|Kenya puts tourism recovery initiatives into place |
Wednesday, 18th June 2014
Source : Kenya Tourism Board
Kenya has reduced the fees to enter its national parks and landing charges at Mombasa and Malindi airports in efforts to recover any tourism damage from the Foreign & Commonwealth Office's (FCO) to parts of the country.
Fees have been reduced from $90 to $80 while landing charges are now down 40% at Mombasa and 10% at Malindi. Air ticketing services by travel agents are also now exempt from VAT in moves that the government hopes will mean tourists will continue to visit.
The FCO issued an 'all but essential' travel warning to Mombasa in May causing Thomson to fly customers home and cancel holidays to all of Kenya until October, despite only parts of the country falling under the advice.
Many holidays have continued with smaller operators since the announcement, which was made after extremists linked to the Al Shabaab group carried out attacks in Kenya.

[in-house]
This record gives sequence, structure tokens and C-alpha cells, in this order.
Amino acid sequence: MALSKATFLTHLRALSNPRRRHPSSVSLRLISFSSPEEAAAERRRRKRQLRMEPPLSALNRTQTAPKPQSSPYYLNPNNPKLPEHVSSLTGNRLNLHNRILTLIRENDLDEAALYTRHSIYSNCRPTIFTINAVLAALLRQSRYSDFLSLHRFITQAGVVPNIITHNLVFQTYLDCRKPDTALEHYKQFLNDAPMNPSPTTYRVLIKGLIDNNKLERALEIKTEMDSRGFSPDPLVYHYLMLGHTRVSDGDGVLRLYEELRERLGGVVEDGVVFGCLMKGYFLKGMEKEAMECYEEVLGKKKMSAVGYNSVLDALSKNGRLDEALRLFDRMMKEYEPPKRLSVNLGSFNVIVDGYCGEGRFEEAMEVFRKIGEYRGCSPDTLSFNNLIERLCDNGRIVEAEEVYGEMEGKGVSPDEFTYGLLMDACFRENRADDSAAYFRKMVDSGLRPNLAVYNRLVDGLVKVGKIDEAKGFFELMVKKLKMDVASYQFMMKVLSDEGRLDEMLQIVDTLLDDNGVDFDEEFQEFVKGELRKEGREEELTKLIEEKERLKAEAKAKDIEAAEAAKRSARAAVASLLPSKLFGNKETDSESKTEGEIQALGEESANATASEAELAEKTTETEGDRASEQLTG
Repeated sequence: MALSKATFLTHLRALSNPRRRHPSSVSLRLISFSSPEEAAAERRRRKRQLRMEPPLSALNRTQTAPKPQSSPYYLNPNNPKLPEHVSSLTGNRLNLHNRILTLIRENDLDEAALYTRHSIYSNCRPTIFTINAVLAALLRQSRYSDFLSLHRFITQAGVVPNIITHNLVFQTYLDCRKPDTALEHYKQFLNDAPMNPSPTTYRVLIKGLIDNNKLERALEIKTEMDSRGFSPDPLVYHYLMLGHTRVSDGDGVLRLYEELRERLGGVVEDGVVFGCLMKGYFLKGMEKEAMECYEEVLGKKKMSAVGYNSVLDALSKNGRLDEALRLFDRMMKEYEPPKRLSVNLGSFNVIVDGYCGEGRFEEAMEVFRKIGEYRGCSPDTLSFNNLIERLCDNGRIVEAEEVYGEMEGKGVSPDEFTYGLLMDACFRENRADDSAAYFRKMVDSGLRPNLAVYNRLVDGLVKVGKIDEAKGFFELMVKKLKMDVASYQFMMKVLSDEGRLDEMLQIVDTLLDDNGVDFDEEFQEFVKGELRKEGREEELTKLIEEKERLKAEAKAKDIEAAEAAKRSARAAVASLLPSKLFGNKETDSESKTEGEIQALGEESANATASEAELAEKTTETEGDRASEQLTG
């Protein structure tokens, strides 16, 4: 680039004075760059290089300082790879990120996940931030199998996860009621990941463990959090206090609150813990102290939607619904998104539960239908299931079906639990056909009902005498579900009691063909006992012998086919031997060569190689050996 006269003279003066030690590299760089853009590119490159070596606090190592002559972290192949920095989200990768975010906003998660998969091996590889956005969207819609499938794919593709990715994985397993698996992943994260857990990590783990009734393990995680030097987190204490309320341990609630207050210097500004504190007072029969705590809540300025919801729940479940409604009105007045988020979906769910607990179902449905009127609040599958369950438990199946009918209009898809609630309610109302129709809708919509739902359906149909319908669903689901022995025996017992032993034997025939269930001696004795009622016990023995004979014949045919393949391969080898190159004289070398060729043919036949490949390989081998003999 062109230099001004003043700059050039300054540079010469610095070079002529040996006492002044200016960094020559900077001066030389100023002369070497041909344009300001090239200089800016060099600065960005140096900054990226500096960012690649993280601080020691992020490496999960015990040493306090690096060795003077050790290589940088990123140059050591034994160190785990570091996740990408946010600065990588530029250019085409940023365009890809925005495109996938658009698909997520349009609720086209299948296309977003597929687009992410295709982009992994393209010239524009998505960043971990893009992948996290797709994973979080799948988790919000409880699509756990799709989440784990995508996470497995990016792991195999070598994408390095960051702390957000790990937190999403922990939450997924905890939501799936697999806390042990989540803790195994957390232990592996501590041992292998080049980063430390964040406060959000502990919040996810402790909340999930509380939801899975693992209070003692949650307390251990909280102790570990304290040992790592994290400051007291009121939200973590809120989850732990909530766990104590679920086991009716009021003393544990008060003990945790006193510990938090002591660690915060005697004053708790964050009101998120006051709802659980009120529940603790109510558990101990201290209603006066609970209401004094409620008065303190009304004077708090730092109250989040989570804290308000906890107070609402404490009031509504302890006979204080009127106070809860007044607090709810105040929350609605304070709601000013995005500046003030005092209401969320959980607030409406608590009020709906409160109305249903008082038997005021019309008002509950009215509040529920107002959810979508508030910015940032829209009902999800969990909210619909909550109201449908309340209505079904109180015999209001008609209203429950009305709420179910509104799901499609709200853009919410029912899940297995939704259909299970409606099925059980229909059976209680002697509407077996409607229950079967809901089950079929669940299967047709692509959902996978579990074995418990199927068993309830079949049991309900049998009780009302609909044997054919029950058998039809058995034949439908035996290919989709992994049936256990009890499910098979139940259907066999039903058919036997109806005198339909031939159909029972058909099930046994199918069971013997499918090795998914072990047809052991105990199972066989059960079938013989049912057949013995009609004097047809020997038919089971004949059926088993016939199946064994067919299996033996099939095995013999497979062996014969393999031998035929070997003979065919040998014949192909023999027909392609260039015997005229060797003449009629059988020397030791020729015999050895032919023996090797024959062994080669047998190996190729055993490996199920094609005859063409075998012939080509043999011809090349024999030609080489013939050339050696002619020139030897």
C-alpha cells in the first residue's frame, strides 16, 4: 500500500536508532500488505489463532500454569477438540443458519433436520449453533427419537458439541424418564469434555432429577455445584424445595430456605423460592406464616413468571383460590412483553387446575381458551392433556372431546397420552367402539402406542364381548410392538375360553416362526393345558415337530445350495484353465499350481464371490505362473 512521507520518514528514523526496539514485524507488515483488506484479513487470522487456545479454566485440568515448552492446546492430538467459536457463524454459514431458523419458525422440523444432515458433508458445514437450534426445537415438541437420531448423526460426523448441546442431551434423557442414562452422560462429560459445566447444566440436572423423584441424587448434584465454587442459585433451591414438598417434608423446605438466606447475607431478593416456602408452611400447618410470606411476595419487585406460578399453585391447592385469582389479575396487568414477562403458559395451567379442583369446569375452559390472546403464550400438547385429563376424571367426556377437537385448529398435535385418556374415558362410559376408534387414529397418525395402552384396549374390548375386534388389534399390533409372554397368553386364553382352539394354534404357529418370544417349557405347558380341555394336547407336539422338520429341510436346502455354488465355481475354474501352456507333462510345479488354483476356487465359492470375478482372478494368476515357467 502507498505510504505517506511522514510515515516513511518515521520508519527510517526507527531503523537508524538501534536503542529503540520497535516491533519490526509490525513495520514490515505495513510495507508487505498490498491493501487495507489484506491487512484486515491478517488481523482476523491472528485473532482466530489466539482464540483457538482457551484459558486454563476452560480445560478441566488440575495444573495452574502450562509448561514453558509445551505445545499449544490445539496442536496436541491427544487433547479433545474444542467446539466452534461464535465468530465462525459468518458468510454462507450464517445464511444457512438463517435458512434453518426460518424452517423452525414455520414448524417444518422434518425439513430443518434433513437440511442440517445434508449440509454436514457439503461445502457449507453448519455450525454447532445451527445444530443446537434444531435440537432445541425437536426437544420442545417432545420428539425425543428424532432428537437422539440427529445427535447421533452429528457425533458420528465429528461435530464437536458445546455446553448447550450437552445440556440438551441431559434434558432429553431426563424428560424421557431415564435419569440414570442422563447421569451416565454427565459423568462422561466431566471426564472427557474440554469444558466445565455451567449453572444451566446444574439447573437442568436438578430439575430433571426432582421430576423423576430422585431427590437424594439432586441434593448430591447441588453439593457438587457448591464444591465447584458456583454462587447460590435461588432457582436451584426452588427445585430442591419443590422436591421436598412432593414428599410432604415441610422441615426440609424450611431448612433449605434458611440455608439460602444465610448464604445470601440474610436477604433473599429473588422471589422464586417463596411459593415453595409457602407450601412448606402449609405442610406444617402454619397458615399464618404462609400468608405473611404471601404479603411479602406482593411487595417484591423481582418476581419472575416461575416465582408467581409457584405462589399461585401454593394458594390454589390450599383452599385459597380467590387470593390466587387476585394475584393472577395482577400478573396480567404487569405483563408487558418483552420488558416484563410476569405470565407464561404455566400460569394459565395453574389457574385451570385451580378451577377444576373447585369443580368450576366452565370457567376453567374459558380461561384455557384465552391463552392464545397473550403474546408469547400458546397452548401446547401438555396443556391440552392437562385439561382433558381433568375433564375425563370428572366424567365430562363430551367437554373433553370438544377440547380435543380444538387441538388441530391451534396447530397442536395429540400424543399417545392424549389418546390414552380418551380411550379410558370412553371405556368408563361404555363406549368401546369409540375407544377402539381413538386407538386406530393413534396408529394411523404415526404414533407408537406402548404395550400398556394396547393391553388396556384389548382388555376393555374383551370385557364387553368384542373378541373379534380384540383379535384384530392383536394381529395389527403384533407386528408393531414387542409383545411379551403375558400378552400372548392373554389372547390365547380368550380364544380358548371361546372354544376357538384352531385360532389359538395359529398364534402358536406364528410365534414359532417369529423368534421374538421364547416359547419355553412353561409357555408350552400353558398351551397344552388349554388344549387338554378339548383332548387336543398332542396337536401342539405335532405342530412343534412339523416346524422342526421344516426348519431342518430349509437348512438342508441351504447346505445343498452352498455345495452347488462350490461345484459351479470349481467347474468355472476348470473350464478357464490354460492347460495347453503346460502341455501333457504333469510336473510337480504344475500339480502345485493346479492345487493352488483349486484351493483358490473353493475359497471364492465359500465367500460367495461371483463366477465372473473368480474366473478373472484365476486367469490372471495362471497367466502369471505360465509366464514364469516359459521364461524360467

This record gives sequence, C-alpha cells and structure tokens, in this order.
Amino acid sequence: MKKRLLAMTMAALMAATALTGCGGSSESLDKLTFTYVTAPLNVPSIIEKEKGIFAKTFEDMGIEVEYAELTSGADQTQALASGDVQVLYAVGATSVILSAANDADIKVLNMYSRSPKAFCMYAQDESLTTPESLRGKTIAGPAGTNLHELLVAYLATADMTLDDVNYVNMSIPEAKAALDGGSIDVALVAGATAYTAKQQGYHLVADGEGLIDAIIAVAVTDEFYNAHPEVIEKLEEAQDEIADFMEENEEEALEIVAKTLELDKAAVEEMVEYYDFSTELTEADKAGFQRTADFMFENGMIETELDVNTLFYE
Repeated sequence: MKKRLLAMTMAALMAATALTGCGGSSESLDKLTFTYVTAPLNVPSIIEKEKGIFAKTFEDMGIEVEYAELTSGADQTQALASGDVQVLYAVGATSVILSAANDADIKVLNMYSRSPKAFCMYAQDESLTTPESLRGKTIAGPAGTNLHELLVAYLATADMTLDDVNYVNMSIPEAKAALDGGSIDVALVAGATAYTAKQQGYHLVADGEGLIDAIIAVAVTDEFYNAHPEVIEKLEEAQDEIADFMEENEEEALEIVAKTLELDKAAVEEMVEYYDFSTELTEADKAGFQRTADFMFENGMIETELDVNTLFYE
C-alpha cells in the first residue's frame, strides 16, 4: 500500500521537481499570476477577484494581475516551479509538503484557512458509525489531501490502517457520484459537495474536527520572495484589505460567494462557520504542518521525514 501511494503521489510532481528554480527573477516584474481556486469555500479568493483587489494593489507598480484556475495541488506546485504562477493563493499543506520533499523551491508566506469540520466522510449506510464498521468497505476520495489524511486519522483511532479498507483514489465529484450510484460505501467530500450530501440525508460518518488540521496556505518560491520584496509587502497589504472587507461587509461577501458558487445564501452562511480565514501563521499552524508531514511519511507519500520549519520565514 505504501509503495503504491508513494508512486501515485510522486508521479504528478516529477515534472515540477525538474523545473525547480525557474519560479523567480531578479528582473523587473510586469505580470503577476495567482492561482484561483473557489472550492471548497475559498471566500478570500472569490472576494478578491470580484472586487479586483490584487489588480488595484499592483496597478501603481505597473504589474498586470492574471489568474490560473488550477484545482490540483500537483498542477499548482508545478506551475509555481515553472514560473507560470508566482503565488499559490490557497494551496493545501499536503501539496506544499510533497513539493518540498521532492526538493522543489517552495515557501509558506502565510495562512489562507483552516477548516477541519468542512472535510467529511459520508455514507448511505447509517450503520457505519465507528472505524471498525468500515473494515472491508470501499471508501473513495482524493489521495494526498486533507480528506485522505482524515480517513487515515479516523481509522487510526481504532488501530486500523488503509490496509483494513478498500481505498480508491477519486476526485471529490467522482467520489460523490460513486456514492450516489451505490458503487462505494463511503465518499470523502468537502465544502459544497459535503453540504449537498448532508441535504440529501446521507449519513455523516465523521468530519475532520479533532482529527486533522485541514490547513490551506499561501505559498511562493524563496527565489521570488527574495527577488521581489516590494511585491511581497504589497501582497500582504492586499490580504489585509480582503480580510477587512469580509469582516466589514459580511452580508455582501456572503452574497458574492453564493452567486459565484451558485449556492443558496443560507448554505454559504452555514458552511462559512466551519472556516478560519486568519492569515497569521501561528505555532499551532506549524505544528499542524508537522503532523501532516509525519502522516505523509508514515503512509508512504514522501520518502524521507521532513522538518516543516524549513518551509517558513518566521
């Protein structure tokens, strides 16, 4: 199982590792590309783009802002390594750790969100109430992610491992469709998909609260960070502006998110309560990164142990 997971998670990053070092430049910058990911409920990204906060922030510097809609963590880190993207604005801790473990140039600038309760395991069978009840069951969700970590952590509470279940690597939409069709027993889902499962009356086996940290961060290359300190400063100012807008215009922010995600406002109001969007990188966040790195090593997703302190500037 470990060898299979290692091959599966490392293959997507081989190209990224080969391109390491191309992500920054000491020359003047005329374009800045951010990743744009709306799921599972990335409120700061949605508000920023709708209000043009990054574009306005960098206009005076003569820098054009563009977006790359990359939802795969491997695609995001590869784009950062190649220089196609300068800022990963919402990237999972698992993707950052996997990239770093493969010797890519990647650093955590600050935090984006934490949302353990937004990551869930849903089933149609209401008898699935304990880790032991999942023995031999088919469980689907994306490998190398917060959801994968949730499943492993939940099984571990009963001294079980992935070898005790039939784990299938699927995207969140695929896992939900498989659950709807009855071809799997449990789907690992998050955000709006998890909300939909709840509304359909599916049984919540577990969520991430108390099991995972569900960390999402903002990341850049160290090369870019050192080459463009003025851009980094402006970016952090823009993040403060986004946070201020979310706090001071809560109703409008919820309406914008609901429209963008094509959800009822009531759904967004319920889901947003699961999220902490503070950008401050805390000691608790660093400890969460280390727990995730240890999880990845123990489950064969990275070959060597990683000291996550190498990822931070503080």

The FCO still has the warning in place for Mombasa island and within 5km of the coast from Mtwapa creek down to and including Tiwi, as well as low income areas of Nairobi, the Garissa District, Kiwayu and coastal areas of Pate Island and areas within 60km of the Kenya-Somali border.
Vivian McCarthy, general manager of tour operator Acacia Africa said: "Security issues have affected travel to Kenya, but most of the country including its parks and reserves is safe for travel. We're optimistic about the new initiatives as they will undoubtedly help to boost bookings, and it shows the Kenyan government is responsive to issues affecting the tourist industry."
He added: "I appreciate it is difficult for customers who have never travelled to Africa to appreciate the distances involved, but would you avoid going to the Scottish Highlands because of a terrorist scare in London? The distances are roughly the same. The FCO will need a period of calm before it can review the advisory. Our hope is that they (and we) will see that happen so the advisory can be lifted in the near future."